by V. S. Ravi Elangkoh
The Training magazine reports that training expenditures in the USA totalled $59.7 billion in 2011 (www.trainingmag.com). Since that’s a substantial amount of money; it makes sense for companies to ensure that leadership training covers pertinent areas of human capital development, which can greatly impact employee performance. What might those areas be?
We may not have an exhaustive list, but here is one area that Thomas Sy, an experienced business leadership consultant and assistant professor of Psychology at the University of California, Riverside, suggests: “How leaders view their employees”. This is an important area because the way leaders perceive their people tends to become a self-fulfilling prophecy!
People become what you think they are
Sy’s study* highlighted a simple truth that most of us intuitively knew all this while but lacked strong research support, till now:
· When managers/leaders hold a positive view of their followers, they treat the followers positively.
· When managers/leaders hold a negative view of their followers, they treat the followers negatively.
The positive treatment towards followers in turn leads to better relationships and greater job satisfaction, which ultimately produces high performance – just as their leaders have “prophesied”.
How the research was conducted
The research comprised five separate studies across seven samples that involved 1362 workplace leaders. Sy applied the following six core conceptions by which managers/leaders categorize their employees:
(1) Industry; (2) Enthusiasm; (3) Good Citizen (positive conceptions)
(4) Insubordination; (5) Incompetence; (6) Conformity (negative conceptions)
Based on the six conceptions above, a follower who is viewed positively is described as industrious, enthusiastic and good citizens. On the other hand, a follower who is viewed negatively is described as insubordinate, incompetent and conforming.
The theory behind it
Implicit followership theories (IFTs) are defined as individuals’ personal assumptions about the traits and behaviours that characterize their followers.Leaders automatically and spontaneously categorize their followers and act on those conceptions, even if they don’t realize it.In a way, IFTs determine leadership styles.
In addition, leaders’ IFTs can predict four interpersonal outcomes:
(ii) relationship quality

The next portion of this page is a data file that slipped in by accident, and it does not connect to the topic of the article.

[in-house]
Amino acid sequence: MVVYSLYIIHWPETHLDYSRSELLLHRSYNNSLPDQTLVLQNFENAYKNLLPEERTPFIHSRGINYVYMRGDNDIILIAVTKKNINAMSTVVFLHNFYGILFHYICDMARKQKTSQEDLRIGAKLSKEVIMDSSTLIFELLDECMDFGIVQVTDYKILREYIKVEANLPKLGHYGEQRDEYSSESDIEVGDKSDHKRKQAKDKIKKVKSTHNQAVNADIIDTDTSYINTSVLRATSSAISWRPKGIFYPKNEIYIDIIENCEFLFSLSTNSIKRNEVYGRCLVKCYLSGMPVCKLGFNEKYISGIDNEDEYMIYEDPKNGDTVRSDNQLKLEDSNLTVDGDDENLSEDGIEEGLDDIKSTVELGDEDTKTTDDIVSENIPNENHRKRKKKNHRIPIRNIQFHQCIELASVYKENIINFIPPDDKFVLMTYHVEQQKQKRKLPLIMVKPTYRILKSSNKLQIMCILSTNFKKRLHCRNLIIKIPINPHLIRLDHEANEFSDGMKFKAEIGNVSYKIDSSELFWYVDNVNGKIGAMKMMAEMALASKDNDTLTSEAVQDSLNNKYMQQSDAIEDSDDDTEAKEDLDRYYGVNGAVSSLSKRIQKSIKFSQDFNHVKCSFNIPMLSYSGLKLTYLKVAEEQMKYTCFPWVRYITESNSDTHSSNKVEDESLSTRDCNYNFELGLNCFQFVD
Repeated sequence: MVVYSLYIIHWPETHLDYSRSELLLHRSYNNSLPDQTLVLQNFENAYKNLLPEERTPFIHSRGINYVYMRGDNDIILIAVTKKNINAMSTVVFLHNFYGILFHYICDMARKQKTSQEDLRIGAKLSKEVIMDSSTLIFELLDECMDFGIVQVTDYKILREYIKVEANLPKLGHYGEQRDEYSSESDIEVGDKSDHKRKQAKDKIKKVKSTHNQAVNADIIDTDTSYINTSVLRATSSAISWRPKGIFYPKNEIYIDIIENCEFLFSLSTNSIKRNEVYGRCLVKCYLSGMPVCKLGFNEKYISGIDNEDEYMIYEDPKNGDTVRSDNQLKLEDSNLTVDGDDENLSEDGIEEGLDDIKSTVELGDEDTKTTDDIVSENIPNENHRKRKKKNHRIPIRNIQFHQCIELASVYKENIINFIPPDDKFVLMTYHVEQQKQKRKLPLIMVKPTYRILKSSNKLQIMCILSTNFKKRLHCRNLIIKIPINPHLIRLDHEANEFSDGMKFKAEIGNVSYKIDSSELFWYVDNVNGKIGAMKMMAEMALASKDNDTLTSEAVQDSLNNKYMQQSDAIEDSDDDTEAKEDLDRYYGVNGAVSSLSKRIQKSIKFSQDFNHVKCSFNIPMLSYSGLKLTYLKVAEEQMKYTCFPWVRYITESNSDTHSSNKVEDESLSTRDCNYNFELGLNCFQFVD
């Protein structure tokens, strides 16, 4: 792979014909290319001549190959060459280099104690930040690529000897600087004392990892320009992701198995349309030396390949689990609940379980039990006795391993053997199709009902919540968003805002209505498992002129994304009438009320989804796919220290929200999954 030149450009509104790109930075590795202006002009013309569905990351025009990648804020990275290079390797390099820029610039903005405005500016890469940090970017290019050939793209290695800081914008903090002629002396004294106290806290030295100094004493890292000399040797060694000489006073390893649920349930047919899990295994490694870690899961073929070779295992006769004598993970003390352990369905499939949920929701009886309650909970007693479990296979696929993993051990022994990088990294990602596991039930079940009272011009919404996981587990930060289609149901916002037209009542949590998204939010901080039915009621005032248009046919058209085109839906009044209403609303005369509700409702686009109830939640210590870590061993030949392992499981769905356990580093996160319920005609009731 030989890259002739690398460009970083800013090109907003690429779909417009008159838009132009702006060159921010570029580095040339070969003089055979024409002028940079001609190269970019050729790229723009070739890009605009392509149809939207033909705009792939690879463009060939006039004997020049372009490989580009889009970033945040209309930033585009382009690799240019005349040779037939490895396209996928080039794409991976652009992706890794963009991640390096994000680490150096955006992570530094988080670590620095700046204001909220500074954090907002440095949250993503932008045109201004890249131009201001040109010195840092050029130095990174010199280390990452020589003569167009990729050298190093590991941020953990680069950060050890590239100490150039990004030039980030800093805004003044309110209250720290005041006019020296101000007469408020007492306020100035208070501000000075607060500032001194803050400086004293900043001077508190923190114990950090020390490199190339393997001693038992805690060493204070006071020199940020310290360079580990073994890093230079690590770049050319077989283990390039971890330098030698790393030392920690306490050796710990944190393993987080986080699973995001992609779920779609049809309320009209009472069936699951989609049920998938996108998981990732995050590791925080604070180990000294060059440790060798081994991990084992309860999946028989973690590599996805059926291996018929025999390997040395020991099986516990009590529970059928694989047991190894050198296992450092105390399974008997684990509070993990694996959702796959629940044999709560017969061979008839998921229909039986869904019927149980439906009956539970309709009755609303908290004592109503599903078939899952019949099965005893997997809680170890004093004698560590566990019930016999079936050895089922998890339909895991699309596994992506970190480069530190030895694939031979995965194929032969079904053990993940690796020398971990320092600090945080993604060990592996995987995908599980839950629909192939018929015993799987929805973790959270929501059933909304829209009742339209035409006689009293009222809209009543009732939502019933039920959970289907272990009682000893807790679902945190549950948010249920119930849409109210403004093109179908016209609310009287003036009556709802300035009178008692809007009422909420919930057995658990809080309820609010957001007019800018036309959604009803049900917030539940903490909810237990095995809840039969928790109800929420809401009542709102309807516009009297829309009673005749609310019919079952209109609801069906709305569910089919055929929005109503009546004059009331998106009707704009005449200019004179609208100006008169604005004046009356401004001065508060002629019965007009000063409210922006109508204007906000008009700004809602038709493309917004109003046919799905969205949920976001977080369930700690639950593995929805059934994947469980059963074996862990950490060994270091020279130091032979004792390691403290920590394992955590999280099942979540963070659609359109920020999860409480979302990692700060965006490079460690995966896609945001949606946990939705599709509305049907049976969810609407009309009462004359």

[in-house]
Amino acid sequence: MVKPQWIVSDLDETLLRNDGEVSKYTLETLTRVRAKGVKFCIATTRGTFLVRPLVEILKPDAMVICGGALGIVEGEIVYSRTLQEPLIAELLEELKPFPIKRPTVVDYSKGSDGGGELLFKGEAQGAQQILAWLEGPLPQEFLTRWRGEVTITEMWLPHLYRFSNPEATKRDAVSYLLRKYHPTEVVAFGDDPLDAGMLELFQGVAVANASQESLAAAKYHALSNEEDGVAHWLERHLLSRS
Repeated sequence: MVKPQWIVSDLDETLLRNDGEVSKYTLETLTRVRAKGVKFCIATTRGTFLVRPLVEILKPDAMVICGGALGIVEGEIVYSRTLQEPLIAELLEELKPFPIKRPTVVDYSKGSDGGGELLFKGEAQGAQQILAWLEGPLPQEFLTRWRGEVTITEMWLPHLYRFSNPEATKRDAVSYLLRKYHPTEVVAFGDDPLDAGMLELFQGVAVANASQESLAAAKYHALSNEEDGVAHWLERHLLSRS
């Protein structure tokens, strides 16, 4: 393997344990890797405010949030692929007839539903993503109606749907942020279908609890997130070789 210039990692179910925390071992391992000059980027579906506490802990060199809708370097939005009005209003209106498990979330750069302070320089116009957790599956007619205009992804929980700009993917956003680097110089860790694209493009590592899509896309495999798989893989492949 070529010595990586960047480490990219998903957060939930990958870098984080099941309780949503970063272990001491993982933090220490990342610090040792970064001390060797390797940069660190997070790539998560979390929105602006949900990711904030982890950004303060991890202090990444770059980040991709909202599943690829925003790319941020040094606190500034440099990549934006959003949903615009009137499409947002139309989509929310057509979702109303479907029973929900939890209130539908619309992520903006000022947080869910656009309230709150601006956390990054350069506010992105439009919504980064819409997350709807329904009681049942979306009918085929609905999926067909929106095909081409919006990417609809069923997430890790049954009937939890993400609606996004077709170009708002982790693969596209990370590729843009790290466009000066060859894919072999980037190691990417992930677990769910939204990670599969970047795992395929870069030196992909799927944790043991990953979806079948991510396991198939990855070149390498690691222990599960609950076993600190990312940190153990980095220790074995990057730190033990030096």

(iv) job satisfaction
The more positively a leader views his people, the better the four interpersonal outcomes, which will in turn have a significant impact on performance. That’s why discovering your mindset about your people is an important step in leadership.
Culture and gender bias
What about IFTs in multicultural settings? Well, this might pose a problem.
When a leader picks out potential talent, he tends to look for followers who fit in with his IFTs. For example, the Western leader believes that if you are enthusiastic, your enthusiasm will show; if not, then you’re probably not enthusiastic enough. So when this leader comes across followers who exhibit enthusiasm, naturally he treats them as “high potentials”.
But when the same leader comes across followers from other cultures (for instance, Asian culture) that tend to be more reserved in expressing their emotions, the leader may inadvertently overlook them although deep down they have as much enthusiasm as their Western peers. Unfortunately, the same bias could also occur where gender is concerned.
Mind your IFTs: Punitive versus Positive
Leaders who subscribe to more negative IFTs may be prone to delivering punitive evaluations of their followers. On the other hand, leaders who subscribe to more positive IFTs may be prone to delivering positive evaluations of their followers.
It is unfair to deprive or punish others because of the IFTs of your own doing. Therefore, leaders should mind their IFTs very carefully. Get to know your IFTs profile and question yourself why you believe in what you believe.
Summary: Implications for Leaders and Trainers/Coaches
Leaders, be mindful of what you think about your people. If you harbour negative conceptions, you can’t help but view your people negatively, regardless of whether they’re really as bad as you think they are. If you find yourself evaluating someone harshly, check whether it’s coming from your own biasness. Or, if you’re having trouble identifying someone’s potential, check whether it’s simply because they don’t fit into what you think constitutes potential. Try seeing your people for who they really are.
Trainers and Coaches – Sy’s research suggests that it is possible to change leaders’ conceptions about their followers. So why don’t we make our self-fulfilling prophecies work positively in our people’s favour? For the organization, facilitating the right mindset change through training and coaching would be asmart corporate strategy because it positively impacts employee performance and ultimately, business performance.
Photo credit: Renjith Krishnan
Thomas Sy. What do you think of followers? Examining the content, structure, and consequences of implicit followership theories. Organizational Behavior and Human Decision Processes, 2010; 113 (2)